"What's My Line?", Alan Alda and other lessons I have learned...
Pull up a seat and order whatever you'd like. I'll buy the first round if you'll listen to a little story.
Gotta tell you about one of my heroes, the late, great publisher, Random House co-founder Bennett Cerf. There is no explainable reason that a guy crowdin' 31 should even know Cerf's name. What can I say? I'm a crazy kid.
I've been in love with books -- and words -- since an early age. I think I've told you about that before. A neighbor gave me a "Hardy Boys" mystery when I was about 8 and I've never been the same since.
Anyway, it was through reading about the literary life that I first came across Cerf -- his professional relationship with troubled author Truman Capote, his founding of Random House with Donald Klopfer, his reputation as the epitome of the New York literati during that scene's 1950s golden age.
Then, it was a flu back in the winter, and the inspiration of my friend the Rat, that got me watching the re-runs of the classic game show "What's My Line?", on which Cerf was a regular panelist. Yes, I thought. This is the life I wish I had led -- that of an urbane New Yorker, publishing books, hobnobbing with celebrities, appearing weekly on a popular television series in which I could show off my sophisticated wit.
Alas, I'm merely a somewhat educated feller from Halls who likes to read books. It took me a long time to become comfortable -- and, indeed, happy -- with that fact.
(By the way, I read a fantastic review highlighting a new oral history of the life of another famous literary personality, George Plimpton, that I'm going to try to find during the holidays. It looks great.)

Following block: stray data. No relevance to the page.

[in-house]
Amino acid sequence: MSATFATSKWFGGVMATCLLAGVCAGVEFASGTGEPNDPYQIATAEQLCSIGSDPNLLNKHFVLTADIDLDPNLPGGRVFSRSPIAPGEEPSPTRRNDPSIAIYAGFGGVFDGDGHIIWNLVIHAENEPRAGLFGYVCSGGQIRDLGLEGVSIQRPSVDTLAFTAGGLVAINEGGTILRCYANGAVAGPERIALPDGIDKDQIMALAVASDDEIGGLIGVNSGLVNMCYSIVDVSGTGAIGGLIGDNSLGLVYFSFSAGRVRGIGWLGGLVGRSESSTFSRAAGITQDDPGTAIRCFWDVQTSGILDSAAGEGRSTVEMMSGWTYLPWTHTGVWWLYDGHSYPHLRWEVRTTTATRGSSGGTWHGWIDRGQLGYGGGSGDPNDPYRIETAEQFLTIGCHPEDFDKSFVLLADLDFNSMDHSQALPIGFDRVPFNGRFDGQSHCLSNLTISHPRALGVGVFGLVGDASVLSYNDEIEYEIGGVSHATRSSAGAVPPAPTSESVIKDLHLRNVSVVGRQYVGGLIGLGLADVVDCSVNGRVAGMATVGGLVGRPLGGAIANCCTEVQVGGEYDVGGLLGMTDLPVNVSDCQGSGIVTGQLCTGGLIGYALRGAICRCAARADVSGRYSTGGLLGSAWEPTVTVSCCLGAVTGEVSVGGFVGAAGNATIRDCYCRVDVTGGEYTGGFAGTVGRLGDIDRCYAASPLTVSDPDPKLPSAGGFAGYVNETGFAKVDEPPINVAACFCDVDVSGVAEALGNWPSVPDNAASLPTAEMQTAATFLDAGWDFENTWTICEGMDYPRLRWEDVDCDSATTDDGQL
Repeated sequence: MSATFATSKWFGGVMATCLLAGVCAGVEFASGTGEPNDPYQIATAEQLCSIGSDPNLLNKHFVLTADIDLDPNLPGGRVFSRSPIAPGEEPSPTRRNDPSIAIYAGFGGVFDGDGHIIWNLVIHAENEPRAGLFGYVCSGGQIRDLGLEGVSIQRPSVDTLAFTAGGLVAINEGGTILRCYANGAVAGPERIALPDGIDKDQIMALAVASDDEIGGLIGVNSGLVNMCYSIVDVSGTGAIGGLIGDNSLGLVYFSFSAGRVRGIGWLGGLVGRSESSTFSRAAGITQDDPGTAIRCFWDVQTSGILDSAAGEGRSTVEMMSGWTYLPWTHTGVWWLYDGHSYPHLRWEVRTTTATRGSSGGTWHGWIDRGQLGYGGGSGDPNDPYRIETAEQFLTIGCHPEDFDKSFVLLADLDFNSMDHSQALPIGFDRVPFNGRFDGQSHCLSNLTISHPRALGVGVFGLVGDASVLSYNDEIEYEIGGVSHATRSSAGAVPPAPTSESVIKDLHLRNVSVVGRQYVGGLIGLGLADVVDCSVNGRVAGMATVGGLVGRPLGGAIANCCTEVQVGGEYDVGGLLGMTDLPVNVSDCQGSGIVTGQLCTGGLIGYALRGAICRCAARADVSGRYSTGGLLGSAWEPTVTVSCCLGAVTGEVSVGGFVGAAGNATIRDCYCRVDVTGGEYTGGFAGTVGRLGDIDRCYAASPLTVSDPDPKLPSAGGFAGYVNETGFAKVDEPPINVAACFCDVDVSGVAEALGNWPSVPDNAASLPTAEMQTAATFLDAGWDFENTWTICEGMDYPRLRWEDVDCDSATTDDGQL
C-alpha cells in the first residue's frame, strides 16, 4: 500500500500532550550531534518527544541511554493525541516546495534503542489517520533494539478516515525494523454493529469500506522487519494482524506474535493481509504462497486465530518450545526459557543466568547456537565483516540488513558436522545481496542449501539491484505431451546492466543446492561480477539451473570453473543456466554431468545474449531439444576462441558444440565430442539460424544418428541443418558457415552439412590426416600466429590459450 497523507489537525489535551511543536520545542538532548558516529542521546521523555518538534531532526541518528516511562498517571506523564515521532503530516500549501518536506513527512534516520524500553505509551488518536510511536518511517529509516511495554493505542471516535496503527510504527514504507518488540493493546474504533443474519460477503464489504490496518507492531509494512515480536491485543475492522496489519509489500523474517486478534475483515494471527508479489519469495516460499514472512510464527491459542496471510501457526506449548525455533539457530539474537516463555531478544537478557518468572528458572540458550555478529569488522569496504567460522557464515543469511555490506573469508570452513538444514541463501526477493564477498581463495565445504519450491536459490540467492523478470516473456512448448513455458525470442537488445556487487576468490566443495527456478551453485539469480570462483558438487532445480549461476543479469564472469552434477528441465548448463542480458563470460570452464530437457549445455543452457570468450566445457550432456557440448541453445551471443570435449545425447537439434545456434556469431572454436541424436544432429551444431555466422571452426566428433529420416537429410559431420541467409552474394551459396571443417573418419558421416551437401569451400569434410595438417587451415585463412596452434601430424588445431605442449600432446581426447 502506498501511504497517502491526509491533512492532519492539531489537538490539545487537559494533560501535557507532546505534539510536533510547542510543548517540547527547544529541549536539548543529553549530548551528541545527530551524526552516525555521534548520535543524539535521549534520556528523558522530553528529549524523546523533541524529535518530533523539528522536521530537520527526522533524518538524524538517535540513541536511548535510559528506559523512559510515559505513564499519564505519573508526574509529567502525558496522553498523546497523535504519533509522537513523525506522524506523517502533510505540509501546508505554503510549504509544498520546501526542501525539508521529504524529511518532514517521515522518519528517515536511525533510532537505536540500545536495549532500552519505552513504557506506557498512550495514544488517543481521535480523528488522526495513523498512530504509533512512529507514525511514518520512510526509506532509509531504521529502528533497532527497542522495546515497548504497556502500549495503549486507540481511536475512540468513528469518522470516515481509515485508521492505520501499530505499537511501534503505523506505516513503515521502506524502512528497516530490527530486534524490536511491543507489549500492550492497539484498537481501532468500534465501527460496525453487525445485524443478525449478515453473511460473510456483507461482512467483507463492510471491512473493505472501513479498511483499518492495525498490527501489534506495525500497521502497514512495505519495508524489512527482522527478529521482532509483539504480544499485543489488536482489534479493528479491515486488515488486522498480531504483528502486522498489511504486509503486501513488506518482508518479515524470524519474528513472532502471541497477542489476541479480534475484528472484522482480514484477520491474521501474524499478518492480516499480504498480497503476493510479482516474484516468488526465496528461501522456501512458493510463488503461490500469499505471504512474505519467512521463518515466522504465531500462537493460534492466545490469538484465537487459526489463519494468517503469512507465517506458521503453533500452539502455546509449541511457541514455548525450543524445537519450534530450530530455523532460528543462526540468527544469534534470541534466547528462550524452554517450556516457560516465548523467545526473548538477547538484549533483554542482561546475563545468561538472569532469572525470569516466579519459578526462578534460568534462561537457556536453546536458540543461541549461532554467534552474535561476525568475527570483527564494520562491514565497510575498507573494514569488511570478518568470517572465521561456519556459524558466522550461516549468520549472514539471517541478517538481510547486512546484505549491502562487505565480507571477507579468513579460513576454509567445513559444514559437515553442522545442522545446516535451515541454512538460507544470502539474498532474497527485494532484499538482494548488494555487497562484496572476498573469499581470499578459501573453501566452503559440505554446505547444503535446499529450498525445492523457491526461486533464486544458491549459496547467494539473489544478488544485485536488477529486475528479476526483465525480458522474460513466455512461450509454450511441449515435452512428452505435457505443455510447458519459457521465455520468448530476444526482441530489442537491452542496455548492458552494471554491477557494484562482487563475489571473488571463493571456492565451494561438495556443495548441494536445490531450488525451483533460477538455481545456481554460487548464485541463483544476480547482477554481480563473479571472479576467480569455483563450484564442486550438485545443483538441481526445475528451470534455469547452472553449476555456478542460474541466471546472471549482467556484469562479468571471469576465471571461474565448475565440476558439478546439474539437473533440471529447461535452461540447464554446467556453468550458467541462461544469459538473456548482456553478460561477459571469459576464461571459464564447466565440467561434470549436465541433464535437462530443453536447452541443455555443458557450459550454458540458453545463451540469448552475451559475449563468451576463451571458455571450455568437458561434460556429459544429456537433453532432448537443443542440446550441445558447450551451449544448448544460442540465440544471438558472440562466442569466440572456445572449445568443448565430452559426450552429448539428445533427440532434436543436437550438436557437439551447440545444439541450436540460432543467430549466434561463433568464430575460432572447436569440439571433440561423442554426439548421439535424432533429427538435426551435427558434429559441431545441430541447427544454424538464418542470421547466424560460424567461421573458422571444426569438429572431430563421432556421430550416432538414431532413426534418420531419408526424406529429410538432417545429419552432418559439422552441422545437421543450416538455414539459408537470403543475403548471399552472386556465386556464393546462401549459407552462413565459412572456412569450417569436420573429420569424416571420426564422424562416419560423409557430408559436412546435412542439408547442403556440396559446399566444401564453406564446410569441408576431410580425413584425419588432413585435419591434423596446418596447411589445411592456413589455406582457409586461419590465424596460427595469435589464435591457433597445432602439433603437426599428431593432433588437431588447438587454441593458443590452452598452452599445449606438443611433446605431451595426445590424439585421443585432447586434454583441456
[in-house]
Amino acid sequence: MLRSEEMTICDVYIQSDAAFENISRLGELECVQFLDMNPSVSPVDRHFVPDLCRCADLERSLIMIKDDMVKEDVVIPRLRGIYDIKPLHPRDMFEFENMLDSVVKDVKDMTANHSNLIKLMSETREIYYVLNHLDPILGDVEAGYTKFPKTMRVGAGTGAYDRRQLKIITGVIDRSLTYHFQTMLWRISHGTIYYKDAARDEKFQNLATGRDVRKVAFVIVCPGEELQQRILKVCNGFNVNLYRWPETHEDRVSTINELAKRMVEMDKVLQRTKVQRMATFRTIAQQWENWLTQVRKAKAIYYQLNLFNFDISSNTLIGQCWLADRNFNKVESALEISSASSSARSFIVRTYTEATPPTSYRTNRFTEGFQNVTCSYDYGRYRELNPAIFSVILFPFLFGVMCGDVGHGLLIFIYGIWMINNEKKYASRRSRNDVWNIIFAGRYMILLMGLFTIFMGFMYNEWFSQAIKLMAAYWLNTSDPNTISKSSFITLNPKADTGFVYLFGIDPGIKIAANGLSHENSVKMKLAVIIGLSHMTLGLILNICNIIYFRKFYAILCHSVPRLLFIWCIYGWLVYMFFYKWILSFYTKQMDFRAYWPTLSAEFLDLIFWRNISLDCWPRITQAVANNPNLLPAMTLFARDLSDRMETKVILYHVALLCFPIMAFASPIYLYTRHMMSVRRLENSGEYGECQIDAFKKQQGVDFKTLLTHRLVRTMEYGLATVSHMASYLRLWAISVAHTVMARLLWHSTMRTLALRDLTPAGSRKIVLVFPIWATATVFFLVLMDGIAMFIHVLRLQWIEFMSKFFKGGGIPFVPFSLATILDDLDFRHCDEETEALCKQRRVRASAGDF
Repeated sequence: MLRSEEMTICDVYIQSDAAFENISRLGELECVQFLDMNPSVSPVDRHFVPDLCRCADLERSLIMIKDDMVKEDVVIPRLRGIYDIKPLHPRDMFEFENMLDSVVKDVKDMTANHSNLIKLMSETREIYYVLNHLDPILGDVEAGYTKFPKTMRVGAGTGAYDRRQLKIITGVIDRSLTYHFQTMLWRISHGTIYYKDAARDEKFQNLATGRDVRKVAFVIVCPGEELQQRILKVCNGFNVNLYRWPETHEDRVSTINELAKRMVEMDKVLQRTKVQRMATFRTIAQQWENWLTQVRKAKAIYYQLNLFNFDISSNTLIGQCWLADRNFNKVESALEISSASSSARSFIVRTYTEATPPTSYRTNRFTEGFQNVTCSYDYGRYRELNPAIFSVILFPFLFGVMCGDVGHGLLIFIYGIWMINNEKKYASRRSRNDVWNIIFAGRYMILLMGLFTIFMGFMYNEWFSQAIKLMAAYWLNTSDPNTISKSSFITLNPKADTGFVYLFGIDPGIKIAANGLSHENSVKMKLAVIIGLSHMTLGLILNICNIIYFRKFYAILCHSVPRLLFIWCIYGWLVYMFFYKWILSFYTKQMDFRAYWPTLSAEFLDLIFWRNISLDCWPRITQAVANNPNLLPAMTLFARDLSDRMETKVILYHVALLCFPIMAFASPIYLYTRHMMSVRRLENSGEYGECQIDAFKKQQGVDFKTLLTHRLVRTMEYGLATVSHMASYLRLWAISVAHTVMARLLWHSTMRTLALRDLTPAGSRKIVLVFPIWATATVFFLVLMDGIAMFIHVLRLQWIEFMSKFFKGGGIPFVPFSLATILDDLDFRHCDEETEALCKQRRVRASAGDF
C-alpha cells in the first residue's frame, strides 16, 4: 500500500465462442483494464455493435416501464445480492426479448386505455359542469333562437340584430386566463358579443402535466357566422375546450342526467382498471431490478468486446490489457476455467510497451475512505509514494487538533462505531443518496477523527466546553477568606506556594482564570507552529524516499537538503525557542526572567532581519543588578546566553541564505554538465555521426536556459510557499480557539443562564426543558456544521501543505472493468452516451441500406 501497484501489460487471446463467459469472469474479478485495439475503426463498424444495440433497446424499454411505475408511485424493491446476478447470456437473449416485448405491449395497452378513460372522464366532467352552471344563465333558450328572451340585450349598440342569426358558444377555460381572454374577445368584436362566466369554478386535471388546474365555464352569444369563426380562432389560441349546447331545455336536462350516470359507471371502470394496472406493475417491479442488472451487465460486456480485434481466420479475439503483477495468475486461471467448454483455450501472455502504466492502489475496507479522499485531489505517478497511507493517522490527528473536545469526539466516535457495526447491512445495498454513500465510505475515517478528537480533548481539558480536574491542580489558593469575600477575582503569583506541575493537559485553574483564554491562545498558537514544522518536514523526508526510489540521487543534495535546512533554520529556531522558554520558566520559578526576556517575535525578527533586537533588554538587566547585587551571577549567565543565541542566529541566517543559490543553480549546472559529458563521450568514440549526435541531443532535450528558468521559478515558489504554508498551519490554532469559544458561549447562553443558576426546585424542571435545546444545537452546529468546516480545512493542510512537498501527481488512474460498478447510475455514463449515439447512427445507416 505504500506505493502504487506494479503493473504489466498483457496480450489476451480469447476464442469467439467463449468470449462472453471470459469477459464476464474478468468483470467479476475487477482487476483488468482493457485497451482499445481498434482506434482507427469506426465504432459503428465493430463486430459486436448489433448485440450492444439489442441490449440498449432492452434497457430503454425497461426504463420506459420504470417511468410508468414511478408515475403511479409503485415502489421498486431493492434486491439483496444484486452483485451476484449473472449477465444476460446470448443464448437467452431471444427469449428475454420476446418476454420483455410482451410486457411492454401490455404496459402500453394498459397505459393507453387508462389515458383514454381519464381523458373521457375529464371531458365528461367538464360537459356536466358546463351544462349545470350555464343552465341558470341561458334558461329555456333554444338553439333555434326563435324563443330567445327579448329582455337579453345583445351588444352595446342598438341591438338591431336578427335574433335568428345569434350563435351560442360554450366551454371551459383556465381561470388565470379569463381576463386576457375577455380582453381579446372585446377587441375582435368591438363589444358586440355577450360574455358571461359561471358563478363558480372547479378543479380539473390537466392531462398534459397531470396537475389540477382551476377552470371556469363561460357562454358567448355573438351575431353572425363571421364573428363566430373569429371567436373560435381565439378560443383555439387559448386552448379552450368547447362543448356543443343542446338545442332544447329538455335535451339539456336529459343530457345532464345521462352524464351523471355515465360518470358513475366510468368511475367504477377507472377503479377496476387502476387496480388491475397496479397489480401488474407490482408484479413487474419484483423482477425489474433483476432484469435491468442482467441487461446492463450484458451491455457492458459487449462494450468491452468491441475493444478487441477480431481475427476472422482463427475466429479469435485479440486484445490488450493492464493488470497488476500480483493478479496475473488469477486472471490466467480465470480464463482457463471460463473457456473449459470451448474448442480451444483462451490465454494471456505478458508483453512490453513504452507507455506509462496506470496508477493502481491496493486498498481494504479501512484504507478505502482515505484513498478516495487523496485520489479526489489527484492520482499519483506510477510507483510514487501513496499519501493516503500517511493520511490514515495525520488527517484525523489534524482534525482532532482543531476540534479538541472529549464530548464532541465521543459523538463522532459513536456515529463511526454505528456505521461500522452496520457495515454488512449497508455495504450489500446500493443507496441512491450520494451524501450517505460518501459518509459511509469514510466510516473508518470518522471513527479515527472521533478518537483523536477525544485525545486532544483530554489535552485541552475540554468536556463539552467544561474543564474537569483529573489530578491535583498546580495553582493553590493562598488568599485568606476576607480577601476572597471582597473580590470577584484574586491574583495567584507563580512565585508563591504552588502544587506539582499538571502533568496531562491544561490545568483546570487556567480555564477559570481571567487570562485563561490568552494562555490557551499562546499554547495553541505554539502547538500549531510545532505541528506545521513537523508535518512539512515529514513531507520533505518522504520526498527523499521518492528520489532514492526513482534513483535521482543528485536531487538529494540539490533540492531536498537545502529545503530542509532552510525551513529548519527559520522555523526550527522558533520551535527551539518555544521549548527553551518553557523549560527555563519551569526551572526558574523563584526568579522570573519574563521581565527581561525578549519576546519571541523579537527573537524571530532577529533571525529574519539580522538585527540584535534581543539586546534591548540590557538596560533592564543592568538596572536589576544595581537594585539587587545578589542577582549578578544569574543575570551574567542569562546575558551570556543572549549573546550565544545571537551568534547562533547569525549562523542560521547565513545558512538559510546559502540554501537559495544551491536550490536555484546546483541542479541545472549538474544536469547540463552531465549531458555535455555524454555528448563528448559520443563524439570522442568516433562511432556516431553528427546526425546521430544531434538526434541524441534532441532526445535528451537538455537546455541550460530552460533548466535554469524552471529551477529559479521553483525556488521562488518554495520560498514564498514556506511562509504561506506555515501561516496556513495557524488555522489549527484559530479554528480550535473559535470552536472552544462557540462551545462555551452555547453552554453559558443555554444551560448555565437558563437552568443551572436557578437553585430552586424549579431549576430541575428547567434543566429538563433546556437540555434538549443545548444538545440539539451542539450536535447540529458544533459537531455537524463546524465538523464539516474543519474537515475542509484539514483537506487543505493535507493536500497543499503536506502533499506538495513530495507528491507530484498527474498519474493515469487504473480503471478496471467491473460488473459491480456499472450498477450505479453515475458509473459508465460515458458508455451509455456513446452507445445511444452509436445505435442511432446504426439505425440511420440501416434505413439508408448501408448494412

So as the sun goes down on a busy Monday, I'm fighting my usual battle with the inability to unwind, reading Alan Alda's first memoir, "Never Have Your Dog Stuffed." (I just typed "Never Have Your God Stuffed" before hitting the backspace key. Wonder if that is dyslexia or a Freudian slip?)
Alda has long been a favorite. He is witty. He is a multi-talented actor, director and writer. He played another hero, Hawkeye Pierce, on my favorite TV sitcom, "M*A*S*H."
And, believe it or not, Alan Alda once taught me something about women.
Alda made a name for himself in the 1970s for his staunch feminism. Critics complained that the later episodes of "M*A*S*H" became so bogged down in his personal philosophy that it lost its way. Too preachy, they said. Here's why I disagree:
The episode was called "Hey, Look Me Over." I believe it aired during the last season. Hawkeye keeps ignoring Nurse Kellye. She sends him some not so subtle hints of her interest in him, but Hawk keeps his eye on the more nubile, but somewhat vapid, nurses.
Kellye finally lets him have it. Afterward, Hawkeye observes a tender moment that shows Kellye's personality, in which she lovingly cares for a wounded soldier. He realizes what a fool he's been and goes to Kellye's tent to ask for a date.
But, guess what? She's got another man -- and leaves Hawkeye with his foot firmly planted in his mouth.
"Hey, Look Me Over" taught me a valuable lesson. It's a cliche to describe it this way, but the gist is don't judge a book by its cover -- or, perhaps more appropriately, everything that glitters is not gold.
Life experience should have told me this is true. But it took a 30-minute episode of a popular but thoughtful television series to throw my worldview at that time on its ear.
I don't know what Bennett Cerf and Alan Alda have in common, or even why I was thinking about them tonight. But, I think in their own way, they taught me two things I needed to learn.
One is not to spend so much time envying someone else's life that you fail to realize the richness of your own journey. The other is to never fall into the trap of seeing only with your eyes at the exclusion of your brain -- and your heart.
Not bad for two famous people I've never met, huh?